Executive Leadership – Walking the Talk

27th October 2015

As an Executive Group, we spend time on site completing Leadership Health and Safety (H&S) Tours. So why are they not having a bigger impact on improved H&S performance?

Many organisations have introduced the idea of completing some form of H&S tours. They may have different names in different companies and countries but the motivation on the surface is broadly the same. Get out, see what goes on, praise the good, challenge the not so good and, in doing so, spot those all-important safe and unsafe behaviours along the way. We are clear that our colleagues must have “Felt” our behaviour and we must be “Visible” as Leaders for H&S.

The “why are we doing this?” challenge is often skirted over, missed or forgotten, so the full value of what could be a real asset to the H&S programme and the development of a strong overall business culture is therefore not achieved. There can be a perception that activity is taking place and therefore, by default, that has to be good and performance will automatically improve.

In my experience, the main reasons for the failure of such programmes include: lack of communication of purpose, inadequate skill set of participants, the absence of colleagues to speak with and no meaningful follow-up. This failure is further compounded at a senior management level by the high expectation of these programmes; a sense that they are somehow the magical solution to a safety performance plateau created by the existing H&S arrangements.

Without meaningful consultation and subsequent communication, there may be a lot of trepidation from the person who sees themselves as on the receiving end of these H&S Tours. What if they are doing or say the wrong thing, is it a negative performance review and what are the consequences? Do your colleagues know why H&S Tours take place and what they can achieve when done well?

Competence is a much used and much misunderstood word when it comes to H&S. We know that it includes knowledge and experience and those ‘soft skills’ we are told are essential. Reflect on the impact of your personal style and approach in a H&S Tour situation. What is the brew room discussion afterwards? Is it likely to be “who was that suit from head office? What do they know about what we do?” Or will it be “They really listened to what our day-to-day challenges are. We’ve agreed a good solution.”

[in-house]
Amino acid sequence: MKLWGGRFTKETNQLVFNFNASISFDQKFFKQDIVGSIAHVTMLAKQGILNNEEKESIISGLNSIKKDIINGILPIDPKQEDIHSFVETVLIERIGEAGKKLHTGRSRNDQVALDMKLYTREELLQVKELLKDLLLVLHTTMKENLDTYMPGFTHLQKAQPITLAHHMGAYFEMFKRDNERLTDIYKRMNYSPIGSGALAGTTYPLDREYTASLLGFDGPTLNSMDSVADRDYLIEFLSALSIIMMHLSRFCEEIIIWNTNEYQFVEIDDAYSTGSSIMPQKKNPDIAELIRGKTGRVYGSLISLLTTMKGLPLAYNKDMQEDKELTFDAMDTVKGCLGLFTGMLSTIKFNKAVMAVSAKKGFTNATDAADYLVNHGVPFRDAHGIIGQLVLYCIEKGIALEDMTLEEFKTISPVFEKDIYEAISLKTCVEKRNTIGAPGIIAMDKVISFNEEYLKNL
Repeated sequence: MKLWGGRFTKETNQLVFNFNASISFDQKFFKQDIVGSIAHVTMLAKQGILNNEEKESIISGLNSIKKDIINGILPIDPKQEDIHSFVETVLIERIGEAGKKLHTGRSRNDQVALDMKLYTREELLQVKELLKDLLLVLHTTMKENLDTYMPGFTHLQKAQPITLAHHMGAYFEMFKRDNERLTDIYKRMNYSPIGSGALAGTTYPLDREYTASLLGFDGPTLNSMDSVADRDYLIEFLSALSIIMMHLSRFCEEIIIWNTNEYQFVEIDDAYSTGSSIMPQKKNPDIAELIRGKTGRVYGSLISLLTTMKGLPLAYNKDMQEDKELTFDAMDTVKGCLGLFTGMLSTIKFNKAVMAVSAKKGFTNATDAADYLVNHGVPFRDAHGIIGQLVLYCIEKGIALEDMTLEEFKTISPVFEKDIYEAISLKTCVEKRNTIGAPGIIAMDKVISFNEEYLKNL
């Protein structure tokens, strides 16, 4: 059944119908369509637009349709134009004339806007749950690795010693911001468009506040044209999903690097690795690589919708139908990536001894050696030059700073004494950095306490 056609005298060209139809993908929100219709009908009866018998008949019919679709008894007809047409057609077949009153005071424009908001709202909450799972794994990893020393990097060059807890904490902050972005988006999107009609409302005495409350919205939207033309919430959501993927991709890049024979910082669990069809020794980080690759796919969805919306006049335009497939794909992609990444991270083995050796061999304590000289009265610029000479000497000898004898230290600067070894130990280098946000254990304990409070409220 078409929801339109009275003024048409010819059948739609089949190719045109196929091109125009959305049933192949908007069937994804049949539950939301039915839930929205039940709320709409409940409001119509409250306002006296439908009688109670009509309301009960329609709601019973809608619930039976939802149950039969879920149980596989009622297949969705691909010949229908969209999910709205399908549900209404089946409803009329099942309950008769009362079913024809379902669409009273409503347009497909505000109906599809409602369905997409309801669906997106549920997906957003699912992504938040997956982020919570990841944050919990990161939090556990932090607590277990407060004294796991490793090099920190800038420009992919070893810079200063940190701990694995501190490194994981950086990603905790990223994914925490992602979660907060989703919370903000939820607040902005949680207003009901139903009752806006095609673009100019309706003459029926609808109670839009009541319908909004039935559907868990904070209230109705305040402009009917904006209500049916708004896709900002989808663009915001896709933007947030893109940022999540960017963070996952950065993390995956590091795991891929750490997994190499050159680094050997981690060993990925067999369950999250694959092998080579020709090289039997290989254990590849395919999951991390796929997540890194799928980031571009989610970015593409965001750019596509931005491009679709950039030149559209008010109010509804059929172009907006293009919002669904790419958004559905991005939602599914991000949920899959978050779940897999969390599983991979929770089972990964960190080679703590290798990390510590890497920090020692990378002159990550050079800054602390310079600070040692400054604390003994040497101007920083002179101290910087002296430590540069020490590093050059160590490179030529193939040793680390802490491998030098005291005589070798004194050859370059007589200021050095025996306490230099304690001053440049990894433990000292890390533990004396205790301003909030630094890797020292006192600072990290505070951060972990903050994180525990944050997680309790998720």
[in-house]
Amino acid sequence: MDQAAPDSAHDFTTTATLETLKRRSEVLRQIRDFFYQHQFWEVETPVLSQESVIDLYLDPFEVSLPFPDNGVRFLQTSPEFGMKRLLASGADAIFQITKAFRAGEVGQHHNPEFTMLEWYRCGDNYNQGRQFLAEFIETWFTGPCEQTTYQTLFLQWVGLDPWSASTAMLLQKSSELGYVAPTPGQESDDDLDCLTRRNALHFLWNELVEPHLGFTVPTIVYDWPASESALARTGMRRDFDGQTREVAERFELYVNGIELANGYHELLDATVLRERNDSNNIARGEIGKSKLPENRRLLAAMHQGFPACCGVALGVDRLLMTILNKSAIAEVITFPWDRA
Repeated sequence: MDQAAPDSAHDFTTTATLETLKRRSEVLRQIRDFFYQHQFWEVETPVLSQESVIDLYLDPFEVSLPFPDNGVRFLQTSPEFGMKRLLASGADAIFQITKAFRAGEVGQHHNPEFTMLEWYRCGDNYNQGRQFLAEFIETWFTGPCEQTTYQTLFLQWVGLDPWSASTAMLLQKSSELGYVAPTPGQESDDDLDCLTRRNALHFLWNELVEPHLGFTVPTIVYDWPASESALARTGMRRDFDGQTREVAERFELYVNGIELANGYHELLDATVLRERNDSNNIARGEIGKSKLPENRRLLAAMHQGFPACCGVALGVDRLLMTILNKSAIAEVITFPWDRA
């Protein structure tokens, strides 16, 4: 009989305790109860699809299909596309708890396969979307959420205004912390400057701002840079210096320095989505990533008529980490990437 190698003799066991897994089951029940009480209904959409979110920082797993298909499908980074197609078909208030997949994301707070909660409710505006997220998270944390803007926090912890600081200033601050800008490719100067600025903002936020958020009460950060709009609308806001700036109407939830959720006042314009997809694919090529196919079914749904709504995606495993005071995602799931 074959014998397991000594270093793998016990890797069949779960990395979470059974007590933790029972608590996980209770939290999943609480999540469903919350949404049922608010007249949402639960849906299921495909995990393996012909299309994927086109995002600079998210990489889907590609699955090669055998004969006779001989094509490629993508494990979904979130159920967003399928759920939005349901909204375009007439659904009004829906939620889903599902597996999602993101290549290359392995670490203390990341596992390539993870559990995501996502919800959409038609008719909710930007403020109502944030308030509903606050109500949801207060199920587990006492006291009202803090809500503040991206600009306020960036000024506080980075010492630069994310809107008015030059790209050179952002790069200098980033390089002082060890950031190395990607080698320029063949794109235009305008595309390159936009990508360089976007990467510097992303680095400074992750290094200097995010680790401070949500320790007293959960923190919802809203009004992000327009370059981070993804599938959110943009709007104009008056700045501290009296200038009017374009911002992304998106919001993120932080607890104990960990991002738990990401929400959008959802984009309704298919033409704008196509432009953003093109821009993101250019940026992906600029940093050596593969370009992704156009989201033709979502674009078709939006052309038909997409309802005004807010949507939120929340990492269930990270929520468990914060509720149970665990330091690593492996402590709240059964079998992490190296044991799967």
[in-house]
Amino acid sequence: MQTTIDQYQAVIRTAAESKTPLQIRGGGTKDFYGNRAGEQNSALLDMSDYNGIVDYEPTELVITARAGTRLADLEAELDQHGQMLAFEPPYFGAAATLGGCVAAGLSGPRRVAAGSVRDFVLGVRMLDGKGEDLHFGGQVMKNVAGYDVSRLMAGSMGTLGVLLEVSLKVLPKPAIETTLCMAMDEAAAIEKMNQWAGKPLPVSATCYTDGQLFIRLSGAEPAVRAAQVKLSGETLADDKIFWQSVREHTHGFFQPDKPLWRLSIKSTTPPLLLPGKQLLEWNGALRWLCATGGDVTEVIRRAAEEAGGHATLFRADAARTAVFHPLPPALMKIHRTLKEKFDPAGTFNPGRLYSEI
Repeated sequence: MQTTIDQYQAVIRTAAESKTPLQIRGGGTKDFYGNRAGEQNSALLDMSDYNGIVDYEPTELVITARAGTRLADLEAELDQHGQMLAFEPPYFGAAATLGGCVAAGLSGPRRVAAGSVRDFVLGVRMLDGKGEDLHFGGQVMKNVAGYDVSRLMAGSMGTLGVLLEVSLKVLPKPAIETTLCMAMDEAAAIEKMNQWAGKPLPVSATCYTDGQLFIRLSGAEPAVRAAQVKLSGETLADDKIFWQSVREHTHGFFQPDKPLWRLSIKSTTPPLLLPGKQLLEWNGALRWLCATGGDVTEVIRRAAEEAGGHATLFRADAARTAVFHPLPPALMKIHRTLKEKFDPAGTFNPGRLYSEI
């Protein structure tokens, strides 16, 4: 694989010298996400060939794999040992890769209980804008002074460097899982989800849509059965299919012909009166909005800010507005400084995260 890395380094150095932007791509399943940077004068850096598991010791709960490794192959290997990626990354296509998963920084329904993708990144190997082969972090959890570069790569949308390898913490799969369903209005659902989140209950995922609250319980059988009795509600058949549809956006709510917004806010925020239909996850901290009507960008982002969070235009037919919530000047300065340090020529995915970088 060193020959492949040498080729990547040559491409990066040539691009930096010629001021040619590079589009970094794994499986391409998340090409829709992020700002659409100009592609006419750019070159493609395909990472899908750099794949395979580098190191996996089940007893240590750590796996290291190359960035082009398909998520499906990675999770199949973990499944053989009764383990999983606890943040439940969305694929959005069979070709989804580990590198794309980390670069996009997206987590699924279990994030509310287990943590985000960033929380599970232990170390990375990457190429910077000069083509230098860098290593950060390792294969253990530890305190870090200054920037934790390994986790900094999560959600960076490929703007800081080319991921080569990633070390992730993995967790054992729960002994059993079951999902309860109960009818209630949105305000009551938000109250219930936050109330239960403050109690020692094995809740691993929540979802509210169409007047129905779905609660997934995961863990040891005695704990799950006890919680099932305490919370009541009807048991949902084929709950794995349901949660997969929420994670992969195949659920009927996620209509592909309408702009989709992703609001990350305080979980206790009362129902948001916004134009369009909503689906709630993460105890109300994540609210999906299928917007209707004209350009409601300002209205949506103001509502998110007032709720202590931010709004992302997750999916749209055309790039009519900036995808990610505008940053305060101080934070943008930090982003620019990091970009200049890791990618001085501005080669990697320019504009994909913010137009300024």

It is really important than we do not presume that every director and manager is automatically well equipped to complete highly effective H&S Tours.

I have often discussed the challenge of ensuring that the “H&S Tour” does not become the “H&S Inspection” i.e. the old-fashioned approach of walking around, kicking some tyres and writing a long list of broken things. Simply put, if there are no colleagues to speak with, return to the office and do some different valuable work!

Regardless of whether you identify unsafe acts or conditions, the important thing is that the workforce is engaged in a dialogue, that something changes and there is consensus on the change from those involved. There must then be a follow-up to ensure the value of the people interaction, and any physical site improvement, sticks and lives to improve another day.

H&S Tours can make a valuable contribution to the H&S Culture of any organisation, however they are not the silver bullet that will turn good (or poor) to great. Quantitative graphs of tours completed or “actions closed out” may have limited value. Meaningful measurements of qualitative safety tour performance would add much greater value but are not so easy to create.

Quality time and effort spent on H&S tours is a strong contributor to high levels of H&S performance. However, when conducted in isolation, or without considering the points raised above, much of their potential value is lost. The factors that make an organisation successful are much more complex than the behaviour (positive or negative) of front line employees alone.

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